State employee bonuses, school nurses, and tourism marketing included in Senate budget

Local News

FILE- Rain blankets The Statehouse grounds Friday, July, 31, 2009, in Columbia, S.C. (AP Photo/Mary Ann Chastain)

COLUMBIA, SC (WSPA)- South Carolina lawmakers were back at the State House Wednesday afternoon.

Tuesday, state senators passed their version of the state budget that’s now making its way to the House chambers.

The House spent its first day back in Columbia to deal with the November election, but members of the Senate used the day to decide how to spend money in the state’s budget.

“I look at what we’re doing as a protective budget,” said Senator Shane Martin. The Spartanburg senator was referring to how senators decided to spend the state’s almost $900 million budget.

Much of the money is going to a reserve account to protect state agencies from mid-year budget cuts. But there are other priorities state senators are investing money in.

Senator Campbell outlined one area of need. “We want the schools to have a full-time nurse. There’s nothing like a pandemic to put stress on our schools.”

Senators are proposing $6 million to put a full time nurse in every K-12 public school. Campbell continued, “If we’re going to get them back in the school buildings, where they need to be. We need to make sure they’re healthy and not having one kid infecting another or kids infecting teachers.”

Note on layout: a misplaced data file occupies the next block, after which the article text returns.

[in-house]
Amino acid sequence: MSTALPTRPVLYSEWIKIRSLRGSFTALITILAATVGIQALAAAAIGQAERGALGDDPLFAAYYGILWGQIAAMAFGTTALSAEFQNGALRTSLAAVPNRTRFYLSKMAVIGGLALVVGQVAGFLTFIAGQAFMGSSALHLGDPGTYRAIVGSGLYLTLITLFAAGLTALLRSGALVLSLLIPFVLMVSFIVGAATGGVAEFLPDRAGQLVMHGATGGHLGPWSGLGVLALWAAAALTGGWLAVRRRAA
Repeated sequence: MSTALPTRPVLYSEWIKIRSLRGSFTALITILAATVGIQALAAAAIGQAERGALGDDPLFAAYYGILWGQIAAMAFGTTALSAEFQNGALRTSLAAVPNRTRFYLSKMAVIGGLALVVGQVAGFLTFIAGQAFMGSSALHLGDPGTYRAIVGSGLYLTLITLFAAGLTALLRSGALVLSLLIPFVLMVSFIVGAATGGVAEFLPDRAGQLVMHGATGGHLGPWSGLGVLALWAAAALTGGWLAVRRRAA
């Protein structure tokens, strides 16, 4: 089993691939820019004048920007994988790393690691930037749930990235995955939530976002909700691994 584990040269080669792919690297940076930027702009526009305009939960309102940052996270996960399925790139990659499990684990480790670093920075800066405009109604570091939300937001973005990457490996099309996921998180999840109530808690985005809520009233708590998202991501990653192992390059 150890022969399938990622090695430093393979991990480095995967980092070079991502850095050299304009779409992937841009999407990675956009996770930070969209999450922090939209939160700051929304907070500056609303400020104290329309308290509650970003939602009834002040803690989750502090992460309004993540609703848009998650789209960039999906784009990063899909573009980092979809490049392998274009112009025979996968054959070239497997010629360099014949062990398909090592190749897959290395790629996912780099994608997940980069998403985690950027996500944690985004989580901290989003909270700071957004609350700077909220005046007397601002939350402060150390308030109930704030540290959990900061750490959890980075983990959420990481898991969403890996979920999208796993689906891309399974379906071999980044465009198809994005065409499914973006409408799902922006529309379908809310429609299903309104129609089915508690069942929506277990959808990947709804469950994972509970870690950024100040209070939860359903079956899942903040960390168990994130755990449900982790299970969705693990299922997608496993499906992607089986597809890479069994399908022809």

State employees who have worked through the pandemic can also expect a financial boost. There’s a one-time $1000 bonus for employees making less than $50k a year if this budget passes.

Senator John Scott commented on the bonus. “State employees who were put in harms way needed something extra.”

“Because they were required to be there, they were exposing themselves, they were exposed to the public,” Campbell added.

Money is also being allocated for prison improvements and marketing campaigns to help the tourism industry recover.

But senators were also careful not to spend all the money. $70 million is left on the table for future needs.

Senator Scott explained, “We don’t know yet. That whole $70 million could go to unemployment. It could go towards more testing. We have to wait and see what exactly happens.”

Additionally, the Senate’s version of the budget includes more than $4 million to give poll workers working the November election a stipend.

With this budget teacher salaries would also get a bump. Additional funding would also be sent to charter schools, which have seen an influx in enrollment since the pandemic started.

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